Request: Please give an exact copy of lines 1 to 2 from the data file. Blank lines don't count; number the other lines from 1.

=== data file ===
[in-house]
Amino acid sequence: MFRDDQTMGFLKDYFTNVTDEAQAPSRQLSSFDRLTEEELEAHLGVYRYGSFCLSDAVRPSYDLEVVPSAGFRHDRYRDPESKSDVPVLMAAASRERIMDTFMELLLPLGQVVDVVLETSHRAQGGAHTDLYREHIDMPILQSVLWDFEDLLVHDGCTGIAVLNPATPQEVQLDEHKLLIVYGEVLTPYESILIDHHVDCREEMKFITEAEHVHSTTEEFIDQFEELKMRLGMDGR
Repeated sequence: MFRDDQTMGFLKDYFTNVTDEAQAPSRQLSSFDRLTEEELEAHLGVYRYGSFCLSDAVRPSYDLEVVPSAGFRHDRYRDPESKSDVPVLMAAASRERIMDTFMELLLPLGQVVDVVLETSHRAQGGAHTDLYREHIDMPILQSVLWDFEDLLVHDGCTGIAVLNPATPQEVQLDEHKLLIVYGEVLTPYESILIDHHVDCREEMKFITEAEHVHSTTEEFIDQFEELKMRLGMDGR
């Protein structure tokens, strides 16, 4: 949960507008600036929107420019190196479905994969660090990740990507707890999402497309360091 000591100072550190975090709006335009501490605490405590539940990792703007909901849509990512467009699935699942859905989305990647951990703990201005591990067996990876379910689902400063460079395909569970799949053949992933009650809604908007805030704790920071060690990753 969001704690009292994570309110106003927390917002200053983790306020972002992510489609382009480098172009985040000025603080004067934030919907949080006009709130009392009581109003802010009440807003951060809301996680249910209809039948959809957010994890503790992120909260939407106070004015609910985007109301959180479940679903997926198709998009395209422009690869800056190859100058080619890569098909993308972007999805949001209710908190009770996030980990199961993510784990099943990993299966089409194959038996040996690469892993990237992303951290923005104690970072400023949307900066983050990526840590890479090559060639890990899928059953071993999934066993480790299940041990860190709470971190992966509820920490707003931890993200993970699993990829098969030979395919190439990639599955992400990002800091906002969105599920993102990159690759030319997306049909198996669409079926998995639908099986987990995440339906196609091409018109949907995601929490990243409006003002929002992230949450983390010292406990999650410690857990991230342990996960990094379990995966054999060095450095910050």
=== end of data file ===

[in-house]
Amino acid sequence: MFRDDQTMGFLKDYFTNVTDEAQAPSRQLSSFDRLTEEELEAHLGVYRYGSFCLSDAVRPSYDLEVVPSAGFRHDRYRDPESKSDVPVLMAAASRERIMDTFMELLLPLGQVVDVVLETSHRAQGGAHTDLYREHIDMPILQSVLWDFEDLLVHDGCTGIAVLNPATPQEVQLDEHKLLIVYGEVLTPYESILIDHHVDCREEMKFITEAEHVHSTTEEFIDQFEELKMRLGMDGR